Some experts believe, per our last post, that talent acquisition will be done through AI software which will scour the Web for qualified job candidates, rather than by announcing openings and waiting for the online applications to roll in. So, the question becomes “why do I need a resume, accompanying letters, and a LinkedIn profile when employers are going to come looking for me?”
The reality is that employers already proactively pursue the best and the brightest in their field—the top five percent. SpaceX, for example, is believed to be searching for the top five percent of rocket scientists. Aren’t you already in the top five percent of job candidates if you are a rocket scientist? Maybe you are, but if you are a “rocket scientist,” but you are not in the top five percent for your specific job, you still may not be actively recruited for your dream job.
So most of us will have to continue reaching out instead of expecting employers to call us. You will need a job search message that communicates the benefits of hiring you to prospective employers.
The proven way to communicate with prospective employers is through a resume and related materials—job search letters and a LinkedIn profile. Here are some reasons it’s important, in our view, for us to continue offering these documents to employers:
- The resume is your document, not an employer’s document,
- Resumes and profiles will provide you with a written “script” for job search and networking contacts, and
- The thought process will prepare you for all steps to follow.
Our job search marketing materials—resume, LinkedIn profile, and letters—give us an opportunity to tell our story in a way that is most advantageous to us.
The resume is our document.
Job seekers frequently ask me why they need to prepare a resume. Isn’t it sufficient to complete the job application online, and then explain the details of their work history, job accomplishments, and education at the interview? Today, most employers require us to complete a job application and provide a resume or access to our LinkedIn profile when we apply for their jobs. We don’t get the opportunity to explain our background at an interview unless we market the benefits of hiring us on the application.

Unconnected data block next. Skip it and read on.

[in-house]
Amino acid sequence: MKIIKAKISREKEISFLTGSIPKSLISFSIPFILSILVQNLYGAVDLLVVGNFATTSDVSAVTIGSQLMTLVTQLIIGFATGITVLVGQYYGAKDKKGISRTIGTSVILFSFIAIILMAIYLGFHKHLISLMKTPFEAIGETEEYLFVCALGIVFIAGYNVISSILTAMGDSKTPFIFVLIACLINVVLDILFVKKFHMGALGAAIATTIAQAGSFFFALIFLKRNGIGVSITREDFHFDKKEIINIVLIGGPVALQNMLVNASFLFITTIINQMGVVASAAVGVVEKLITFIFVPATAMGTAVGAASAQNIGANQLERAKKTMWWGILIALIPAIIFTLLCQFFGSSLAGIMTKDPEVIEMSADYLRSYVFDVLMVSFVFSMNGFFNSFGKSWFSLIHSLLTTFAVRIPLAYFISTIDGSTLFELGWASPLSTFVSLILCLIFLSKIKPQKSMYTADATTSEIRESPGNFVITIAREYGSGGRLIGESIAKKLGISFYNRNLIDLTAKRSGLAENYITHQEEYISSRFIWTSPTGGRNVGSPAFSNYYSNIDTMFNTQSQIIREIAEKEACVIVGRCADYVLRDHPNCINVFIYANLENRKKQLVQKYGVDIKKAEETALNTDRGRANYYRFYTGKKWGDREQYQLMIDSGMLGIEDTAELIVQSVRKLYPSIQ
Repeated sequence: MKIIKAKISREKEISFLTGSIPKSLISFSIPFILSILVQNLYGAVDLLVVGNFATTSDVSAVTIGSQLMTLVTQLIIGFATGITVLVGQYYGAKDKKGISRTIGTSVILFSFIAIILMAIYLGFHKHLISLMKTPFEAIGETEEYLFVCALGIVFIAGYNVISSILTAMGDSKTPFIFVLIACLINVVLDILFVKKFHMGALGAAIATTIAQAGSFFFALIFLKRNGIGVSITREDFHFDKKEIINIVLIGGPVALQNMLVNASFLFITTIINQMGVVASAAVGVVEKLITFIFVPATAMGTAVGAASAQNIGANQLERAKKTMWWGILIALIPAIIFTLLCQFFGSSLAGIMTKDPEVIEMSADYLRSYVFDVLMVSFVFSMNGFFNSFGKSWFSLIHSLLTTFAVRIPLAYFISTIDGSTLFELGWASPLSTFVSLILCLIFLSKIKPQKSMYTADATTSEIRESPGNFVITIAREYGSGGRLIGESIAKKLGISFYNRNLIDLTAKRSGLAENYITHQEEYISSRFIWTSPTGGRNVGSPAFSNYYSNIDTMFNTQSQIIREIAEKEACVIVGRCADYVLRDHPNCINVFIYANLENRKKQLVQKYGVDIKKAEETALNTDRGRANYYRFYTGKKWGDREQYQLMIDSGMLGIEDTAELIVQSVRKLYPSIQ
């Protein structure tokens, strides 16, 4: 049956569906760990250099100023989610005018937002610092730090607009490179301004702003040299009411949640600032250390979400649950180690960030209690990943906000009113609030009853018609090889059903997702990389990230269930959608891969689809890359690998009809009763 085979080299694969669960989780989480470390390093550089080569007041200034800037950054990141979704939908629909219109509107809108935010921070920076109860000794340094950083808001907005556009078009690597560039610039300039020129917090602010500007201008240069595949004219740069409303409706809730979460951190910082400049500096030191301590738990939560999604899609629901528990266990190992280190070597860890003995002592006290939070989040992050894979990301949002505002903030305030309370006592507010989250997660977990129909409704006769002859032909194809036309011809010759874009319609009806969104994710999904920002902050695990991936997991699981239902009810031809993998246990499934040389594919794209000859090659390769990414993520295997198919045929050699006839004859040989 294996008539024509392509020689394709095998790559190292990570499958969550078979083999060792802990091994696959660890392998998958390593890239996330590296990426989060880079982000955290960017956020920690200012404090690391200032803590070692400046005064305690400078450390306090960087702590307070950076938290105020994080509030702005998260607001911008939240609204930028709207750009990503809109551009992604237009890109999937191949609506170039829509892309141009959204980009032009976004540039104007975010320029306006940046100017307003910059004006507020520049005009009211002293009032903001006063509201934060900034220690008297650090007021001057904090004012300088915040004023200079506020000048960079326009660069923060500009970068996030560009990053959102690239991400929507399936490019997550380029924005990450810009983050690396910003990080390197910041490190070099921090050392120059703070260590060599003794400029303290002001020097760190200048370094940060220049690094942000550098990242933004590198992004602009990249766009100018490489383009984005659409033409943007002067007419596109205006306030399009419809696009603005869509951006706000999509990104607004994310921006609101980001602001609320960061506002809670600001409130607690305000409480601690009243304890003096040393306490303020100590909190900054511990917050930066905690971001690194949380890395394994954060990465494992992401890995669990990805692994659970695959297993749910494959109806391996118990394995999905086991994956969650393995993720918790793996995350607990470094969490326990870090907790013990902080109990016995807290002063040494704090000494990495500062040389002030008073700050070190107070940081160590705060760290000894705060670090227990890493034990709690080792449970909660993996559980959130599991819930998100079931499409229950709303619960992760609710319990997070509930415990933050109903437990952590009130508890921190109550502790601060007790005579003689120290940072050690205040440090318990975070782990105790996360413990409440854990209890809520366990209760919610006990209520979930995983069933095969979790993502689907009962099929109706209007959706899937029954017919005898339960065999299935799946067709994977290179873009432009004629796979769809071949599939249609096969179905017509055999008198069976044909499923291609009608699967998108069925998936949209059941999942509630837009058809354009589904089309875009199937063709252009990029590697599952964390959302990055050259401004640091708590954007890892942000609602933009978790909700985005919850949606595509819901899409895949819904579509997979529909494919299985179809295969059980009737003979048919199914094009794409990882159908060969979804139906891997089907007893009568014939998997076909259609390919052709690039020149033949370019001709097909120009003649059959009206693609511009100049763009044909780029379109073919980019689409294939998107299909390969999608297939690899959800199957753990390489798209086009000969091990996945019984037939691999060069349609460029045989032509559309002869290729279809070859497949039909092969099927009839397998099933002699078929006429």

A quality resume and LinkedIn profile allows you, as a job seeker, to turn a problem into an opportunity. Online applications can be tedious for us to complete. When we add our own well-prepared resume, job search letter, and LinkedIn profile the employer gets to see our pitch, and not just the information they need to put in their database.
Remember, employers create job applications that meet their needs. For example, the HR department may want to capture specific information such as the name and address of every former employer, the name and address of every school you attended, the month and year you started and ended each job, your starting and ending salaries, reasons for leaving, and dates you attended school.